On the Homogeneity or Heterogeneity of Plasmodium Vivax Infections Acquired in Highly Endemic Regions

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  • Station for Malaria Research, Tallahassee, Florida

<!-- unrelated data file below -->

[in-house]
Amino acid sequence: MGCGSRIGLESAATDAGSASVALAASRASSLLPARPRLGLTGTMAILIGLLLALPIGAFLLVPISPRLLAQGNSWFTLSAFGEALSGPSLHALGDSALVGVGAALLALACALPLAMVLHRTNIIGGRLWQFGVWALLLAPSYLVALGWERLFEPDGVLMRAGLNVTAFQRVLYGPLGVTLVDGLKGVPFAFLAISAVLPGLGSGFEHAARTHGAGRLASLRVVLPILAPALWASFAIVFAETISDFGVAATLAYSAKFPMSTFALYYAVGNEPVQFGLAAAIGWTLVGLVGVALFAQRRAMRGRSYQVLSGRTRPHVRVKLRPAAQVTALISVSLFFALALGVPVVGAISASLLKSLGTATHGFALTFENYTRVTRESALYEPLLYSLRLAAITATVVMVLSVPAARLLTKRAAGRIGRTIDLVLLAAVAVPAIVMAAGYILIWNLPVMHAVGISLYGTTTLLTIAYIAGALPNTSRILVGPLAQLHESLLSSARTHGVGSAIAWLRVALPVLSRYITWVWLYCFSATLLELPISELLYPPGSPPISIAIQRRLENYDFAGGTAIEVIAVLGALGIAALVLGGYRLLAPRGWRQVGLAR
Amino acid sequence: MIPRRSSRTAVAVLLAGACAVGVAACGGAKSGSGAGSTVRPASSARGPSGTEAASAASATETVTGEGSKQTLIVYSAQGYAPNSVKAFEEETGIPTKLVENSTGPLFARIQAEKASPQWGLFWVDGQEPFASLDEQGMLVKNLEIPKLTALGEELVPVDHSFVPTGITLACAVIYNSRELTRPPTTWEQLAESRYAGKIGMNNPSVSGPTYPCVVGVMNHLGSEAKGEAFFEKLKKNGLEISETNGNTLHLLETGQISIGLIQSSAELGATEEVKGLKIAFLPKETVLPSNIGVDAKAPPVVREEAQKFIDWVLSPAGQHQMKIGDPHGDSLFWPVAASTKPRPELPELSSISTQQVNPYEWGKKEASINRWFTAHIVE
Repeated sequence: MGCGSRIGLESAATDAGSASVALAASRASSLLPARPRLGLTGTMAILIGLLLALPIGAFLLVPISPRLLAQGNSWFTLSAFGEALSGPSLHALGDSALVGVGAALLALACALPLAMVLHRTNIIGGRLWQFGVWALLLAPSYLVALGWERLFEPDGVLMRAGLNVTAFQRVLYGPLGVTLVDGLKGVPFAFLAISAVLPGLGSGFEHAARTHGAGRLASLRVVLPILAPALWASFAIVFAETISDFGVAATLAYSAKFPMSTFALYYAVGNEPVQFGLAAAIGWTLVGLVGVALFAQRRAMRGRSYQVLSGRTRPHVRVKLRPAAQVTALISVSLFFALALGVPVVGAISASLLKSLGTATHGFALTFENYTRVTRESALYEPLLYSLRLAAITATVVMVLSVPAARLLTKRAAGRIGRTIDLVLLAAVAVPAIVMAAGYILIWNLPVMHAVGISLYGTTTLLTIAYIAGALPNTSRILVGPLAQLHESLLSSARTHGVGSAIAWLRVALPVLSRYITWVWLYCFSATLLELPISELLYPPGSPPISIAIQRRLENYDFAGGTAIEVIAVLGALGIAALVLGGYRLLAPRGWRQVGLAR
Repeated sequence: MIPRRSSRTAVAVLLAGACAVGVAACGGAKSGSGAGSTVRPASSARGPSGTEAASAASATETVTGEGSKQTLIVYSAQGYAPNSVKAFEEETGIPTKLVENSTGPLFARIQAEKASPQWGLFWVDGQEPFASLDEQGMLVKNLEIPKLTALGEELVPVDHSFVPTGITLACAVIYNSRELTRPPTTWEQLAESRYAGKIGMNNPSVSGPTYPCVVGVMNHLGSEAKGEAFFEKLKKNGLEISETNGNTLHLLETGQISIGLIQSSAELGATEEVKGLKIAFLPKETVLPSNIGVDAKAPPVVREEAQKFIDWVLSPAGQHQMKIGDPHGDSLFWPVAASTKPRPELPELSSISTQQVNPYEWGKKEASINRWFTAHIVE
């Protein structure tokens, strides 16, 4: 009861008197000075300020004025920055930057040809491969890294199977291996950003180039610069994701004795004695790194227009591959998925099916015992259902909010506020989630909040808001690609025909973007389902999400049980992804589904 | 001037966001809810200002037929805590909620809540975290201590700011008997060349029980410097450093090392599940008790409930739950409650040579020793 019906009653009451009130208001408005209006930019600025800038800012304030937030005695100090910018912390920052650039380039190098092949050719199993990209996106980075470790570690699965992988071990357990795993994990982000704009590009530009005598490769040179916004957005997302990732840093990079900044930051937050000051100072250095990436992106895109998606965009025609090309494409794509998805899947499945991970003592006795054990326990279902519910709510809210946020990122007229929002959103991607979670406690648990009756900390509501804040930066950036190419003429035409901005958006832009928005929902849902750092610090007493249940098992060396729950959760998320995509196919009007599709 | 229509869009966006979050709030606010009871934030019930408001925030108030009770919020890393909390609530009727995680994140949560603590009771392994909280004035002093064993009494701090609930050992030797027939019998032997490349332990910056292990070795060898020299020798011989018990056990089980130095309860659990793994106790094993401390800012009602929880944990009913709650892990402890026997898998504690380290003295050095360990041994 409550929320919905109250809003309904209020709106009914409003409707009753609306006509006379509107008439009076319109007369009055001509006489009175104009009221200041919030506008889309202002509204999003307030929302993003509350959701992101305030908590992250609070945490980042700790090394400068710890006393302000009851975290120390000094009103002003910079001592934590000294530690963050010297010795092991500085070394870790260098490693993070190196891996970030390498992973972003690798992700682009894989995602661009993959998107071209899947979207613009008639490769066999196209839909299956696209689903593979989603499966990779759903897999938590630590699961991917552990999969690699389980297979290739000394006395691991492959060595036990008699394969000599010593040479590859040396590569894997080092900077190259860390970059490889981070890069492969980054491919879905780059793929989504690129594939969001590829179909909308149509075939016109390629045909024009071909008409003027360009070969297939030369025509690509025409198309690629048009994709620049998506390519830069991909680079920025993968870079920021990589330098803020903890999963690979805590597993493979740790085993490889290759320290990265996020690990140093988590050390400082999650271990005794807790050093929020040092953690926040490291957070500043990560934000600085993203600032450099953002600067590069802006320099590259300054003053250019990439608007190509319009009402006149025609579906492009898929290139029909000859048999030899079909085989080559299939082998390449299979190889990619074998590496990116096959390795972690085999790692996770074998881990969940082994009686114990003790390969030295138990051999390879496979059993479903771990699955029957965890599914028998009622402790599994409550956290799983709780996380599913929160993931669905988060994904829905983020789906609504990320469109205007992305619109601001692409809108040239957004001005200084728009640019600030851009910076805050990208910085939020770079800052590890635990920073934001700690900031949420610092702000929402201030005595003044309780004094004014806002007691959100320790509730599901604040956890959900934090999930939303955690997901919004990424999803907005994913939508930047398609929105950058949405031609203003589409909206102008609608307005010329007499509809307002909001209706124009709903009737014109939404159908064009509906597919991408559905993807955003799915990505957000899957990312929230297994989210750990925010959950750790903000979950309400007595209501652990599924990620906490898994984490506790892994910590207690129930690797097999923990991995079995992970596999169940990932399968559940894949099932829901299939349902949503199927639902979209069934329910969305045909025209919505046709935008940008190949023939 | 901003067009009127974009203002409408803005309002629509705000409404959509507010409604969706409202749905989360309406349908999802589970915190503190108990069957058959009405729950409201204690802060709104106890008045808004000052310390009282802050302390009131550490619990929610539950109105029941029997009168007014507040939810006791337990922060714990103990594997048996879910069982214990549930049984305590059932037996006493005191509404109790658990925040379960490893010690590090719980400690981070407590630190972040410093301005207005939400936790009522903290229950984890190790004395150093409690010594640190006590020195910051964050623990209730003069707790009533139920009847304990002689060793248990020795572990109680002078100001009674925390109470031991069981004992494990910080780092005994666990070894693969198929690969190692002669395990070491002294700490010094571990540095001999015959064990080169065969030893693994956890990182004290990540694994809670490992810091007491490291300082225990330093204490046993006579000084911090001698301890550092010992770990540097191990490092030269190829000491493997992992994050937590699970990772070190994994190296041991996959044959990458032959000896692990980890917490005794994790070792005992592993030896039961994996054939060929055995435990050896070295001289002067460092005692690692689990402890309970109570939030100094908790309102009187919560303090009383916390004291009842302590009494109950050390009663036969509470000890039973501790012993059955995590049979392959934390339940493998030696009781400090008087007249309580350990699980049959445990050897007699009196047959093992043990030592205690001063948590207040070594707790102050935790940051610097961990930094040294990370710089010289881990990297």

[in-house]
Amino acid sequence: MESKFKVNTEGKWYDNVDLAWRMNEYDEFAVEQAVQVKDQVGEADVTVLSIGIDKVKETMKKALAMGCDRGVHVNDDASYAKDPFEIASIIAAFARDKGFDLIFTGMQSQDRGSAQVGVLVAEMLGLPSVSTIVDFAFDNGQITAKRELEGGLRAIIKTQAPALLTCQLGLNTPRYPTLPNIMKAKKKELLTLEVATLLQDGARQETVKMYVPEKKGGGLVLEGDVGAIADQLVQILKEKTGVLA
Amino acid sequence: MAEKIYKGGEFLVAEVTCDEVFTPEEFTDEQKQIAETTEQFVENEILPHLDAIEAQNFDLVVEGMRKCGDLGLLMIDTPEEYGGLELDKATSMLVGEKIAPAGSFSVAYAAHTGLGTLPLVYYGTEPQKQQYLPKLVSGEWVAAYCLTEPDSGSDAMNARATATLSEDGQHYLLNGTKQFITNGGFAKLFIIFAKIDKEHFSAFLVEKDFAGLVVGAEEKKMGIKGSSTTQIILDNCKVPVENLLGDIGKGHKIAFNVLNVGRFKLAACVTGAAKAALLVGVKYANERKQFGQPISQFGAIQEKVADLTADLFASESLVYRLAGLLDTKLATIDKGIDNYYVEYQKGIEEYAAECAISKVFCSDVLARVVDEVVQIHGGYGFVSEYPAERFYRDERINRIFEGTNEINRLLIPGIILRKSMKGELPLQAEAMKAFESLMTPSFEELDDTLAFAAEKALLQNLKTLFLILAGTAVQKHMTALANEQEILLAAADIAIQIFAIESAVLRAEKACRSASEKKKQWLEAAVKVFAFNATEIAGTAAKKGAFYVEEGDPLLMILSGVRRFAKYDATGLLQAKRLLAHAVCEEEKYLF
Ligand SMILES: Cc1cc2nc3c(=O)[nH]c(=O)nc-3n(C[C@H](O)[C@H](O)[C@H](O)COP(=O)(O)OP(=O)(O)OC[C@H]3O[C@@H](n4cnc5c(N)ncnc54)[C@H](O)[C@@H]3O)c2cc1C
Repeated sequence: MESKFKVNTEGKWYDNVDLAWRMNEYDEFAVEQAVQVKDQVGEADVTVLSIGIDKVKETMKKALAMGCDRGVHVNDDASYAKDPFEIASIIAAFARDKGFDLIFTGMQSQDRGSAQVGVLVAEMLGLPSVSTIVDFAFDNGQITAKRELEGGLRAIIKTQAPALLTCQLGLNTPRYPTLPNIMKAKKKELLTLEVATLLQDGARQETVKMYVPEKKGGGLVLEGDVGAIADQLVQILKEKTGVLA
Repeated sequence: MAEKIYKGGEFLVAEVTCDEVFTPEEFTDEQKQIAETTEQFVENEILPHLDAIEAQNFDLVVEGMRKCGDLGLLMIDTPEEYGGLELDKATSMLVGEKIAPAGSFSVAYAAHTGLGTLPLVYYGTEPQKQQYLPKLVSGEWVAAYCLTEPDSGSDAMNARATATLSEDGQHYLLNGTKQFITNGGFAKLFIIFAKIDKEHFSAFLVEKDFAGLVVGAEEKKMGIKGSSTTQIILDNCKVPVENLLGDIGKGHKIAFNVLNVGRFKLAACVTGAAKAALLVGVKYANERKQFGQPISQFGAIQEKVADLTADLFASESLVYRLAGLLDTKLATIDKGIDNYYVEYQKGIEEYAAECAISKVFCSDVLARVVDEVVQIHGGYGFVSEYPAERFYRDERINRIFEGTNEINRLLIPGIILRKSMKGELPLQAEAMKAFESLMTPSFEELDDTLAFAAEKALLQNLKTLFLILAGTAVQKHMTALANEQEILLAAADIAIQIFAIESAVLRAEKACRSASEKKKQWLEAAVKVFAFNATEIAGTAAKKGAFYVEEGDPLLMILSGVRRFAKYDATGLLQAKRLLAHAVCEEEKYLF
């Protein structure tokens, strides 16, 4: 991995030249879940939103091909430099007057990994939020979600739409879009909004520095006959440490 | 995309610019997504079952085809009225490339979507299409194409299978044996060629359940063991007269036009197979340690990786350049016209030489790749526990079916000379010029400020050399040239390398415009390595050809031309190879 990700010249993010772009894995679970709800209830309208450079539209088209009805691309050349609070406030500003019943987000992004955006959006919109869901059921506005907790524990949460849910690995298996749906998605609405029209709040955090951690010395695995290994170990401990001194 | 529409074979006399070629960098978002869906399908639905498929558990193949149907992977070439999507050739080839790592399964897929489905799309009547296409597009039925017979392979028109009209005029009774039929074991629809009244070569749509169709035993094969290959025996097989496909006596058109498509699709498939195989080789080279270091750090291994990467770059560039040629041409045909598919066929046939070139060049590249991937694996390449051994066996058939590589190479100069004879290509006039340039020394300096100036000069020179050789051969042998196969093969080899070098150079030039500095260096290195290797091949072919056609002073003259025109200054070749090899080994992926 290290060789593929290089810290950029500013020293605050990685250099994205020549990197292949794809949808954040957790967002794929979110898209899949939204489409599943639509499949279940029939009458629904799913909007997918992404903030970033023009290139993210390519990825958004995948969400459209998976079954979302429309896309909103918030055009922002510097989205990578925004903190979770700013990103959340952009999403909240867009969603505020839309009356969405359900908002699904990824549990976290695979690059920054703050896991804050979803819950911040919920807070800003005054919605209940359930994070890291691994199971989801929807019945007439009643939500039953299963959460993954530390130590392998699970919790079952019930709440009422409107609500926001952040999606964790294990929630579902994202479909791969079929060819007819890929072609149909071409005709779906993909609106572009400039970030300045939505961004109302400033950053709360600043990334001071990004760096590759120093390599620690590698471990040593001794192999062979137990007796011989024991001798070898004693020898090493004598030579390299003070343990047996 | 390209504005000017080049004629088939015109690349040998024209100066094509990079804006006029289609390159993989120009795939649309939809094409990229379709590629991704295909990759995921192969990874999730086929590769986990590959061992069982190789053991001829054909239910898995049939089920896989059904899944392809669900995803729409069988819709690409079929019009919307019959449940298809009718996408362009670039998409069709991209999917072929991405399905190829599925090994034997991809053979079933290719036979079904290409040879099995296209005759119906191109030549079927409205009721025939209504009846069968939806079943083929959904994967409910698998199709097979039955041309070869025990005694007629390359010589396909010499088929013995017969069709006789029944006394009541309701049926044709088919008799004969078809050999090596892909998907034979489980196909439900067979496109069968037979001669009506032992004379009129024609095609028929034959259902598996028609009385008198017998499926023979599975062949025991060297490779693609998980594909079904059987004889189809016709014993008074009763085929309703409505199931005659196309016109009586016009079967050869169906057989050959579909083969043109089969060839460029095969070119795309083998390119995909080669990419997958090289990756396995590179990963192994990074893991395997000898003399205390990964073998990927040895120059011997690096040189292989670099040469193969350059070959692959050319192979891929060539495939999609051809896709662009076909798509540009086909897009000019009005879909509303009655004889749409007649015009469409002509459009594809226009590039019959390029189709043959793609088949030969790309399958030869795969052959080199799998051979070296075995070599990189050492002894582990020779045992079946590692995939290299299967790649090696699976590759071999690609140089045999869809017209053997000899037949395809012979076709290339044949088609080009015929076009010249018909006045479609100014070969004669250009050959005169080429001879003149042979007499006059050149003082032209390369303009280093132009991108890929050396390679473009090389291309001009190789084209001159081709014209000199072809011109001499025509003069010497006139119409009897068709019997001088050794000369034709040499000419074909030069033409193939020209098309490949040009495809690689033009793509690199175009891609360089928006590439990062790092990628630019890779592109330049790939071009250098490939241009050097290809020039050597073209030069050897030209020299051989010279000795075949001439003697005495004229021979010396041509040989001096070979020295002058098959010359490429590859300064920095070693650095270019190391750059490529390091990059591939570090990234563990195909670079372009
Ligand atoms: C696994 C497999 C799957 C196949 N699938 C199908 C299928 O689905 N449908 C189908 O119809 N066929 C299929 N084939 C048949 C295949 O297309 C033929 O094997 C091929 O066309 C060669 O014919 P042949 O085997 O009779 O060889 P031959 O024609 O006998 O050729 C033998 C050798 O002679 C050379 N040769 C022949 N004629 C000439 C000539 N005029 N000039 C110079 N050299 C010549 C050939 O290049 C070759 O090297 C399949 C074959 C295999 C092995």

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An interesting feature of the descriptions of the Plasmodium vivax infections acquired by military personnel in highly endemic areas in the south or southwest Pacific, is the frequency and number of the periods of clinical reactivation which some of these patients present, the episodes often continuing for some months after repatriation. Many are reported to have experienced 15 or more such episodes. The remissions setting these off were usually induced by the early initiation of conventional therapy, and have commonly been of rather short duration. Most would probably fall in the category of recrudescences rather than relapses as recently distinguished (Boyd and Kitchen, 1944). In the study cited, it will be noted that the number of such secondary episodes or attacks coming to our attention in the naturally induced vivax infections at the Florida State Hospital, never were observed to exceed six. The patients comprising this series had been inoculated only once with this species of parasite.